While heritage protection is seen by some as an obstacle to change, good practice in heritage is not about preventing change, but about managing it appropriately. The principles of good heritage apply to planning beyond the heritage context – managing a place in a way that is informed by its purpose and values, and in consultation with relevant stakeholders.

The National Trust does not want to pickle Federation Square in aspic. We expect it will continue to evolve. The current redevelopment of ACMI is an example of how change can occur while respecting the architectural and cultural values that define Fed Square.

And while the battle for the Yarra building has been won, the permanent inclusion of Federation Square on the Victorian Heritage Register is yet to be finalised, and will be considered later in April at a hearing conducted by the state’s independent body, the Heritage Council of Victoria.

Over time, the heritage significance of Federation Square will continue to be reassessed, as its community value deepens and its broader significance becomes clearer with the benefit of hindsight.

The National Trust has been fighting for our heritage since 1956, and the battle for our heritage will only intensify as our conception of heritage broadens to encompass more recent architecture, and development pressures continue.


And earlier in the first reporting of the issue and its resolution in an article on the 5th of April in The Age, a broader perspective where the positions of various players such as Melbourne Mayor Sally Capp, Councillors Rohan Leppert and Nick Reece (opposing views) are exposed.

Apple store plans shelved after heritage authorities say ‘no’

A plan to build an Apple store at Federation Square has been shelved, after heritage authorities refused an application to demolish part of the existing square.

Apple will not proceed with its plan, and the Andrews government will now review the operation of Federation Square.

The Koorie Heritage Trust, which includes an Aboriginal art gallery, was to make way for Apple and be relocated elsewhere in the square. It will instead remain where it is, for now.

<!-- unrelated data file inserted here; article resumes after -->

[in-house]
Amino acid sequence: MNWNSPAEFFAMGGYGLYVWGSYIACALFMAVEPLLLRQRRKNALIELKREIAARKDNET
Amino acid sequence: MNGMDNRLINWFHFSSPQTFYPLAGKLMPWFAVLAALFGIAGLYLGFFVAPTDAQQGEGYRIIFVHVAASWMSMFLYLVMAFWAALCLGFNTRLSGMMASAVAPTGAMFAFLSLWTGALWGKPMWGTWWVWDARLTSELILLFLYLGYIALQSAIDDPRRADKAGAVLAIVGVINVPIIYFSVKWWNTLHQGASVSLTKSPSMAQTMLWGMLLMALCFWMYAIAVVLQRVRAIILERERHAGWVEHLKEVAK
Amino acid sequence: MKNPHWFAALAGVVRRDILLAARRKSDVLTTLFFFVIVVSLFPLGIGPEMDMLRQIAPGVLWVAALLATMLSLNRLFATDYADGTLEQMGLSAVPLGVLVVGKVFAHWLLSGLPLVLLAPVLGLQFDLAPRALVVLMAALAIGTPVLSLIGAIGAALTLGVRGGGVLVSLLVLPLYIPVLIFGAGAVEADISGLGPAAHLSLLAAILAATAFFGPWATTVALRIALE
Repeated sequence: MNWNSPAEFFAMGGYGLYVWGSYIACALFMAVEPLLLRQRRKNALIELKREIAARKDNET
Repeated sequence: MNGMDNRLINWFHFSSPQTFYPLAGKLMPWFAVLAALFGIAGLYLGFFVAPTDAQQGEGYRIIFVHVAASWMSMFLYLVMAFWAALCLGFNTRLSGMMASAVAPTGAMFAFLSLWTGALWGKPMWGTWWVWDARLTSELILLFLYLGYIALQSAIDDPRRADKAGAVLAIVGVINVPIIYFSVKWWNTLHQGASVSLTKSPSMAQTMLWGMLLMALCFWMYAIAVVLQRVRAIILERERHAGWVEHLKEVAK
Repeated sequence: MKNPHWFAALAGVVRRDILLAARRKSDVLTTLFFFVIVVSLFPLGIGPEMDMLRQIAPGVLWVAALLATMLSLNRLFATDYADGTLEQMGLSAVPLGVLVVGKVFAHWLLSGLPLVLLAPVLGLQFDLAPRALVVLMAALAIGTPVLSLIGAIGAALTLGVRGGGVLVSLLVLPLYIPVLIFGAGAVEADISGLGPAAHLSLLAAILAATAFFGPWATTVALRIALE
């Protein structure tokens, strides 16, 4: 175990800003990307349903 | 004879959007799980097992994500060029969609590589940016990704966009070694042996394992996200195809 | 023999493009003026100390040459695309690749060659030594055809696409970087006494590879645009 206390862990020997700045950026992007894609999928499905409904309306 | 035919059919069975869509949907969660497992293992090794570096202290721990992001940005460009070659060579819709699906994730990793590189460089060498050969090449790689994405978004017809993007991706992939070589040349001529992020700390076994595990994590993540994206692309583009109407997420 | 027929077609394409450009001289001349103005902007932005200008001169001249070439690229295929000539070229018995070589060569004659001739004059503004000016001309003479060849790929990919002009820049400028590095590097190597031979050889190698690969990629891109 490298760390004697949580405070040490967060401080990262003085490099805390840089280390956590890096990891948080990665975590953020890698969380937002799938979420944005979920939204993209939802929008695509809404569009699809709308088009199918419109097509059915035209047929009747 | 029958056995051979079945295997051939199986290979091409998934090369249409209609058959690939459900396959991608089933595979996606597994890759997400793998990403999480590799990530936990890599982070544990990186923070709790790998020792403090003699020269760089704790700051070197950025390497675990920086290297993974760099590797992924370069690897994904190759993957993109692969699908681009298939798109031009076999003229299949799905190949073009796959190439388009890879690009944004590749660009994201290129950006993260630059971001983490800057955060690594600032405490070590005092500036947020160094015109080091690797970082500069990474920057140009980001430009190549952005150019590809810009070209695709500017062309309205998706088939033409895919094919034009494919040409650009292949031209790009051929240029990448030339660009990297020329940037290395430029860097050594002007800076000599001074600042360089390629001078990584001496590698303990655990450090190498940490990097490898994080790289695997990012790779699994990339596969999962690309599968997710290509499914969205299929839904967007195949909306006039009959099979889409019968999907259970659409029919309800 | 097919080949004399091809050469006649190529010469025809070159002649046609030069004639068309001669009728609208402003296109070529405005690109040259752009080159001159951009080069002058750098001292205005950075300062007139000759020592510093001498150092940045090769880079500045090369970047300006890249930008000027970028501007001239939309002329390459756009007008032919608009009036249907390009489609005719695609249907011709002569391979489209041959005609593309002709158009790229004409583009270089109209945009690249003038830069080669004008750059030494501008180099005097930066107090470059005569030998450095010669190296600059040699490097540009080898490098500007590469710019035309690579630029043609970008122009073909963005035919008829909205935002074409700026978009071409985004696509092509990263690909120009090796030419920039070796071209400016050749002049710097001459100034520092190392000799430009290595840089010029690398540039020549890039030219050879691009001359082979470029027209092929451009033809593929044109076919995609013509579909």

Heritage Victoria on Friday issued a refusal to Federation Square management, which had applied to knock down the Yarra Building to make way for an “Apple Global Flagship Store”.

Heritage Victoria’s ruling found the Apple store would have been “visually dominant”, and that demolition of the Yarra Building would have “diminished” the public square.

Heritage groups and a Melbourne City councillor who had vehemently opposed the Apple plan welcomed the decision, saying the Apple plan had been inappropriate for Melbourne.

An Apple spokeswoman said the company was disappointed, and would no longer pursue its Federation Square plan.

The National Trust nominated Federation Square to the Victorian Heritage Register last August, in a bid to stop the Yarra Building’s demolition.

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An artist’s impression of the second proposal put forward for an Apple store at Federation Square.

This forced Fed Square management to ask heritage authorities if the Apple plan could proceed. It is understood the tech giant from then on was fearful of the public backlash to its plans.

In December last year though, Federation Square management forged on, applying to Heritage Victoria for a permit to demolish the Yarra Building for Apple.

The redevelopment would have added about 500 square metres of extra open space to Federation Square, and would have better linked the square to the Yarra River.

National Trust chief executive Simon Ambrose said his group had not opposed development at Federation Square, but that the Apple proposal “fell far short” of what was required.

“The National Trust’s [heritage] nomination of Federation Square … provided a vital opportunity to reflect on its cultural and architectural significance to the state,” he said.

Thousands of objections to the Apple plan poured in to heritage authorities while they were assessing the proposal. The 3418 submissions received were the most Heritage Victoria had got over a proposal.

Melbourne City Council’s Rohan Leppert, the deputy chair of planning and a Greens member, has been highly critical of the Apple plan.

“The entire planning process for the demolition of the Yarra Building to [construct] an Apple store has been a long-running farce, but common sense has finally corrected the state government’s folly,” he said.

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The original December 2017 Apple store proposal at Federation Square.

The proposal has been a recurring problem for the Andrews government since it announced the plan out of the blue days before Christmas 2017.

Those initial plans were re-worked in 2018, but opposition to the Apple proposal continued, with community group Our City Our Square running a spirited campaign against it.